3. China’s initiative to start a state-sponsored online encyclopedia project

  • //China is under pressure to write its own encyclopedia so it can guide public thought, according to a statement by the project’s executive editor Yang Muzhi published last month on the website of the Chinese Academy of Sciences. He once listed Wikipedia, which is available in China, and Britain’s Encyclopedia Britannica as potential rivals and said the project aims to exceed them, according to an article he wrote late last year. The project, which will be under the guidance of the state-owned China Publishing Group, “must have Chinese characteristics,” he wrote, adding it would be a “symbol of the country’s cultural and technological development” and increase its softpower and international influence. Unlike Wikipedia — and its Chinese version Baidu Baike — which are written by volunteers and are in a constant state of revision, the new project, which was approved in 2011, will be entirely written by professionals. So far over 20,000 scholars and academics have been enlisted to compile the project, which aims to have more than 300,000 entries by its 2018 launch.// Source: Hong Kong Free Press, 04 May 2017.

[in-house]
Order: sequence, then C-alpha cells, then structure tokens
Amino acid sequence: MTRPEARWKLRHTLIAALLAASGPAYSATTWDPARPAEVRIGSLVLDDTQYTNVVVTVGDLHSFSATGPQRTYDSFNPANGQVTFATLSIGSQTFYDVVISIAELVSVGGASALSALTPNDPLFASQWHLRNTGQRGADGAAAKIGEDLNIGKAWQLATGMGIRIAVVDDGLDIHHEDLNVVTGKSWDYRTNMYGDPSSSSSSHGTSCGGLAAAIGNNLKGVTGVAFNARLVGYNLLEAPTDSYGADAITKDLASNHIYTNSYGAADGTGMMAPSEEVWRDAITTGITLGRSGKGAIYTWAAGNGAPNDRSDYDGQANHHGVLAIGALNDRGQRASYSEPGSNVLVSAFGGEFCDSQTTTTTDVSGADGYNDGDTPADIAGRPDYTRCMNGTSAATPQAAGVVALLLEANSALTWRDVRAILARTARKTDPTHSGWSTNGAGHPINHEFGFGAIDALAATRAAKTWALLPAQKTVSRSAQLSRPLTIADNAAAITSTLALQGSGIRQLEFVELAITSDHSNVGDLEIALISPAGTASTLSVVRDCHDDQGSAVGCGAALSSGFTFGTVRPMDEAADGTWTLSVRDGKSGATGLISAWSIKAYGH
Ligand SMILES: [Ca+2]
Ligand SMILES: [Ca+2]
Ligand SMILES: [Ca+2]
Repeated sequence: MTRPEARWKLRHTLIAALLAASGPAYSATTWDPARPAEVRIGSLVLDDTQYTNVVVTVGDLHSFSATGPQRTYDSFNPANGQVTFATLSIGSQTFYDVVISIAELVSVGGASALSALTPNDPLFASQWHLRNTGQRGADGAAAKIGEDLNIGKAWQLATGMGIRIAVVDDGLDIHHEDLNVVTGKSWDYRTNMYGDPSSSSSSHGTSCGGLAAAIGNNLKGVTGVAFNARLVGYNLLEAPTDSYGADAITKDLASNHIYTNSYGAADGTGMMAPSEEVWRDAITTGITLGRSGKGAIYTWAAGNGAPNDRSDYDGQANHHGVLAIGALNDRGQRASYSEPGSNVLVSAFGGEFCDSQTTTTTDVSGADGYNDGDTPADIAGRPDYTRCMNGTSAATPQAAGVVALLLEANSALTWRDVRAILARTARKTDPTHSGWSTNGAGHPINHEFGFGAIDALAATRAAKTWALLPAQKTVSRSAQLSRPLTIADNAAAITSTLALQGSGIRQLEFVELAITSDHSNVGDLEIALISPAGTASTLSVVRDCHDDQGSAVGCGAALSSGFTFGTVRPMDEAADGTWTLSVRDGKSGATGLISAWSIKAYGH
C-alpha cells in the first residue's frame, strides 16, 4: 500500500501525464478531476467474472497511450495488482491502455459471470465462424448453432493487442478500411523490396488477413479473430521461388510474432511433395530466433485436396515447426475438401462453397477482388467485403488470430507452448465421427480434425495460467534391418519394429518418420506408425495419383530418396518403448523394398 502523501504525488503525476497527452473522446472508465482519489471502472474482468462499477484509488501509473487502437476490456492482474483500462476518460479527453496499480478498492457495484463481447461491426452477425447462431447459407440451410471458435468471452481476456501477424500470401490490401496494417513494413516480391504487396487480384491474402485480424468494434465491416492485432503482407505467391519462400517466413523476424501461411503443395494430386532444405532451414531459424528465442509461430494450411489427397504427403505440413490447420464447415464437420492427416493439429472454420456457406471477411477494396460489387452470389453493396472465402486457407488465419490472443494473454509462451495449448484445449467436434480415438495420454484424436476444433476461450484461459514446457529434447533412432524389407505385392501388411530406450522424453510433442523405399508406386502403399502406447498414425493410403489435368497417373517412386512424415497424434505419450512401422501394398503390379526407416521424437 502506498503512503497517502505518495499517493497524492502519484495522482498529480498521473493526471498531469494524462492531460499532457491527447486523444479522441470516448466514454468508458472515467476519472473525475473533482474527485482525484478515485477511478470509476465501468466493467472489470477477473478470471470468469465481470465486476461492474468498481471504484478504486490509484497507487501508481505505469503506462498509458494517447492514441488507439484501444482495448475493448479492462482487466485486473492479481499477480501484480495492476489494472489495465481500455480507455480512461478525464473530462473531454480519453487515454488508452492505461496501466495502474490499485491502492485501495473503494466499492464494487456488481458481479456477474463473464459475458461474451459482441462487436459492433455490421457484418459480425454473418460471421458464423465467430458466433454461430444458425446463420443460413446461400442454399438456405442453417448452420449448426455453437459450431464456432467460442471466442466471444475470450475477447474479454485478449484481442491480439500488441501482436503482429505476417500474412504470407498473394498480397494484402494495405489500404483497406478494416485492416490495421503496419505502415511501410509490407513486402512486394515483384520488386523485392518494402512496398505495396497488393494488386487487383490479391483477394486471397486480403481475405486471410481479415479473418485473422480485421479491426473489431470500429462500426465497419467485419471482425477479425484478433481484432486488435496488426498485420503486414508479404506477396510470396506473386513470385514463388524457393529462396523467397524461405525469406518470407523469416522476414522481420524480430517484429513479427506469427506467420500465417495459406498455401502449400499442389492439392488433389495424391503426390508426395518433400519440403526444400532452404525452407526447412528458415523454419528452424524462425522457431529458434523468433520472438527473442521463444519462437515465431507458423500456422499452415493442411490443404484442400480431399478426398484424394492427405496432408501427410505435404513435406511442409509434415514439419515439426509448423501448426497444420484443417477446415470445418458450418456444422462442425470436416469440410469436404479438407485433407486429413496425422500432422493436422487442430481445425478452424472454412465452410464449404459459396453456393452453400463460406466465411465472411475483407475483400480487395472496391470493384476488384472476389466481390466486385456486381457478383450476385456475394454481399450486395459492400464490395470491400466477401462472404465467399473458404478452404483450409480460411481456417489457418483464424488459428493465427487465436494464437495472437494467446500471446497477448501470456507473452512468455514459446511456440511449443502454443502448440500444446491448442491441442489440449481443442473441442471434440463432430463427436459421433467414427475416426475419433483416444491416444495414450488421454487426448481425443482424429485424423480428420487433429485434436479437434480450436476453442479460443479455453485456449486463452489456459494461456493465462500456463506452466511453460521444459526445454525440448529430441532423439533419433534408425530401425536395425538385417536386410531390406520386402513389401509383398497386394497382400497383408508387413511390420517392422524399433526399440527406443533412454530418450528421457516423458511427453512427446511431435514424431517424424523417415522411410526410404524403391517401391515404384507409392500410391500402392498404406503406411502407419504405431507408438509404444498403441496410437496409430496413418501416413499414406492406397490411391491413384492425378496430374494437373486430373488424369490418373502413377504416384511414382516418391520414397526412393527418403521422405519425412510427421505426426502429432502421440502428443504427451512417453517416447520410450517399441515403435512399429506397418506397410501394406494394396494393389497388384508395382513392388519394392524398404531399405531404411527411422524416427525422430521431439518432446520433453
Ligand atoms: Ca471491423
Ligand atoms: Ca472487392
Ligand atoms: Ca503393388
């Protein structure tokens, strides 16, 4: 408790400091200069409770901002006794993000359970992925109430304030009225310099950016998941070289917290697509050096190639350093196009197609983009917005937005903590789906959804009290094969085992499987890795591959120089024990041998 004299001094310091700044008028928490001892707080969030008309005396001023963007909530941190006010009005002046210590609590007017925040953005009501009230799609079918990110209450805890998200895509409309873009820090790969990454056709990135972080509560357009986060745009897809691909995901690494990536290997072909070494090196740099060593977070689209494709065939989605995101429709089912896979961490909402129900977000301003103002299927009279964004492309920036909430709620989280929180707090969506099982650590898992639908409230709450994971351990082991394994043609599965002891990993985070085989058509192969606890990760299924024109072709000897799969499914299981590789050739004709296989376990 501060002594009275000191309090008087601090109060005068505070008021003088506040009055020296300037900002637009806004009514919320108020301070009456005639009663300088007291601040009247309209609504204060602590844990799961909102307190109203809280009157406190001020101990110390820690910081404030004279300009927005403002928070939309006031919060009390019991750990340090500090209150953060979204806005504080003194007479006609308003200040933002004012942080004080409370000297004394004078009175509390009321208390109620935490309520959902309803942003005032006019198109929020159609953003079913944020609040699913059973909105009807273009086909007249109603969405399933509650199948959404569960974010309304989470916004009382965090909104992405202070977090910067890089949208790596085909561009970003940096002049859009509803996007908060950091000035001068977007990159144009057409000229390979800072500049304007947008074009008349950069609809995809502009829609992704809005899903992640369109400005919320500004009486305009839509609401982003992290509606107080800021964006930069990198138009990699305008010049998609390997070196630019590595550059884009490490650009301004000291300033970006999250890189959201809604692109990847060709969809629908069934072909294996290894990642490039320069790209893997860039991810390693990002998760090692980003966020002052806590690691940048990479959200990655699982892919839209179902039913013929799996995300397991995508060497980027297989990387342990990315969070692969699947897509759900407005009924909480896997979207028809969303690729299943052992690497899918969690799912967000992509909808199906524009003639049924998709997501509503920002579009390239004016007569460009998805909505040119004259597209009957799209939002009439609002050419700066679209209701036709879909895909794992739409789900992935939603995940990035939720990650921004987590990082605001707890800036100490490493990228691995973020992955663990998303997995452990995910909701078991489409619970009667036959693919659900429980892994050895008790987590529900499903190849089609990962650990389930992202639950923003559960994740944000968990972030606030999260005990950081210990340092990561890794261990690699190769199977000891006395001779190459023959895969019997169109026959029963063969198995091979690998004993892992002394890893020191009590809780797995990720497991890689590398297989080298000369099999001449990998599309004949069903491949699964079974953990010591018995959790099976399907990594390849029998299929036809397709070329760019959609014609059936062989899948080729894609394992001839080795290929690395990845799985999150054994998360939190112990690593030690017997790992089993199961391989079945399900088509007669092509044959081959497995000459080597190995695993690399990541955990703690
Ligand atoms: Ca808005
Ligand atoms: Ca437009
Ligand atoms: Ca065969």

Rogier Creemer from the Leiden University contended that the project is not a Chinese equivalent of Wikipedia as it will be entirely written by professionals selected by the CCP to ensure the Party’s voice in the online environment.